Don’t let those minor injuries turn into chronic ones. What seems like a minor tear or pull can often evolve into something persistent if you keep on aggravating it. And if you’ve been around awhile you are aware that improper rehab can actually hinder your progress.
I know this because I am an old veteran of the physical battles. I believe I have injured just about every working joint I have over the years! But along with this “experience” I’ve also developed an understanding of how to best recover from them. Here is the proper way to look at injuries, and the way you can put them behind you as quickly as possible.
Aging should never be a reason to give up the sports you love. You can always find that seemingly ageless person who still plays hoop competitively with his teenage grandchildren, or the 70-ish senior athlete throwing a football around at the beach, etc. These people usually weren’t blessed with special jeans, they just knew their limitations – and how to extend and prolong them. Treating the consistent little injuries we incur is a huge part of this. Here is what I call the “Listen to your body” approach.
Last month I hurt my right hip doing some exotic form of stretching. I neglected one of my own cardinal rules of thumb – stress each limb the way it was meant to be stressed. The small hip flexors, and the protective stabilizing muscles and tendons of the hip are not meant to be over-strong; if you strive to do so you upset the natural postural and supportive way they were meant to work. I did end up tearing something, but it seemed to start out as a minor one. As is often the case, this type of problem doesn’t work itself out, you have to make some pointed rehab or it will keep coming back, which it certainly did in my case. So I proceeded to square one.
When you first injure a bone, muscle, tendon or joint, ground zero of the injury has absolutely zero capacity to endure stress. That means that your first step is the old R.I.C.E. formula: Rest, Ice, Compression, Elevation. The period for using this first protocol is brief, usually only a day or two. (Bone breaks and complete tears obviously take much longer) You then need to start the rehab process, as beyond healing, strengthening will not take place on its own. But here is where many “physical therapists” make an error.
The afflicted limb must be moved in conjunction with some lightly demanding activity such as walking, but it must not be “worked out” by using bands, or some exotic pose with excentric calesthenics, etc. The movements must be kept very basic at first, as you progress you can begin to stretch it within normal ranges, or shake it out as you go along. You have to favor it, it has to play a supportive role, not function as a main impeller. You really should just listen to your body. Don’t perform a motion that hurts. As a supportive player the joint will strengthen naturally, and you will also not develop minute muscular scar tissue or other chronic complications.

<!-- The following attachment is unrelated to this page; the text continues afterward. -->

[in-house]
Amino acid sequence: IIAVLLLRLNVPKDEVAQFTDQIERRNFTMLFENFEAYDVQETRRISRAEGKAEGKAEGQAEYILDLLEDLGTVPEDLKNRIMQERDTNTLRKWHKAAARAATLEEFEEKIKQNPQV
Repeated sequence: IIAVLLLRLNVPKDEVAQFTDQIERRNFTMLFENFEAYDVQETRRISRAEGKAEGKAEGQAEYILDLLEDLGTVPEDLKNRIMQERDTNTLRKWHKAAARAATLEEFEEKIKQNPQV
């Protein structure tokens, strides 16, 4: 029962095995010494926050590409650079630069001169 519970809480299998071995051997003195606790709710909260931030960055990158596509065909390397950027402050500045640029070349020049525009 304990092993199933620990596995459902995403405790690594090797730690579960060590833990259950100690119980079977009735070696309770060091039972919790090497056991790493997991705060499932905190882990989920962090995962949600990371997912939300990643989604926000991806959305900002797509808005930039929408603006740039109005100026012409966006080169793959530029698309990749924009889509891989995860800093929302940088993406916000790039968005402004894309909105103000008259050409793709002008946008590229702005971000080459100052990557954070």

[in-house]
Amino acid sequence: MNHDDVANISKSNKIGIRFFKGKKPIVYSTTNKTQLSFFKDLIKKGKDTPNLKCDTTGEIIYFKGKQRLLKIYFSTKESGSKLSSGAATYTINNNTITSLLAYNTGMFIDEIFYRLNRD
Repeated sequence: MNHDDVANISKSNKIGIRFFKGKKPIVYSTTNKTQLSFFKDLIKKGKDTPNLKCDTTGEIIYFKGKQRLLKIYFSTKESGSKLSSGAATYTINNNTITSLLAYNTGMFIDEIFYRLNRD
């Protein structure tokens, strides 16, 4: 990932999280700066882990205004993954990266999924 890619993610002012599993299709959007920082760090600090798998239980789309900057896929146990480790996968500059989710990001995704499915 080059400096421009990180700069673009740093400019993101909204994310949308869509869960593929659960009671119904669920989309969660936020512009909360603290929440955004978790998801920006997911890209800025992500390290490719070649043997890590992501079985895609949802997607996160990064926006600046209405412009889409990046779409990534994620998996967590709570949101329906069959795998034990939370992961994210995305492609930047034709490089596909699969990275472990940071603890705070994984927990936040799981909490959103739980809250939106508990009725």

In my own case, after a couple days off, I continued my vigorous workouts, simply favoring my right hip in the process. I used the larger major muscle groups with no small specific muscle focus. As the hip grew stronger I started normal post workout stretches carefully and now 3 weeks later it is gone. Simply left the building. I can tell you one thing I am absolutely sure of however – at my age if I continued to reaggravate it I might find myself in a year or two requiring a hip replacement. Injuries are no joke, they must be carefully repaired and rebuilt.
I’ve got time for another case as someone I know asked me about treating plantar fasciitis. Well I can help them on that one too, because that was last springs injury for me. (this one took awhile to fix). The process was the same. You have knock out the pain a bit first. You can use “frozen balls”, or deep massage of the balls of your feet for this, but you after a day or two of rest you have to begin walking. Again – FAVOR that tendon. Walk a bit flat footed at first (I did this for almost a month) and do not run or work it excessively. By all means seek orthotics or arch supporters, you have to eliminate what caused the problem in the first place. Injections may help severe cases temporarily, but just like renting a car when yours breaks down – this just buys you time, you still have to fix your own car!
Remember to avoid doing unnatural stretches or motions to a weak recovering joint. That is the moral of the day, and the one most important piece of injury advice I can give.
Now I’ll prepare for my next one, I got all my “tools ready” (pictured above)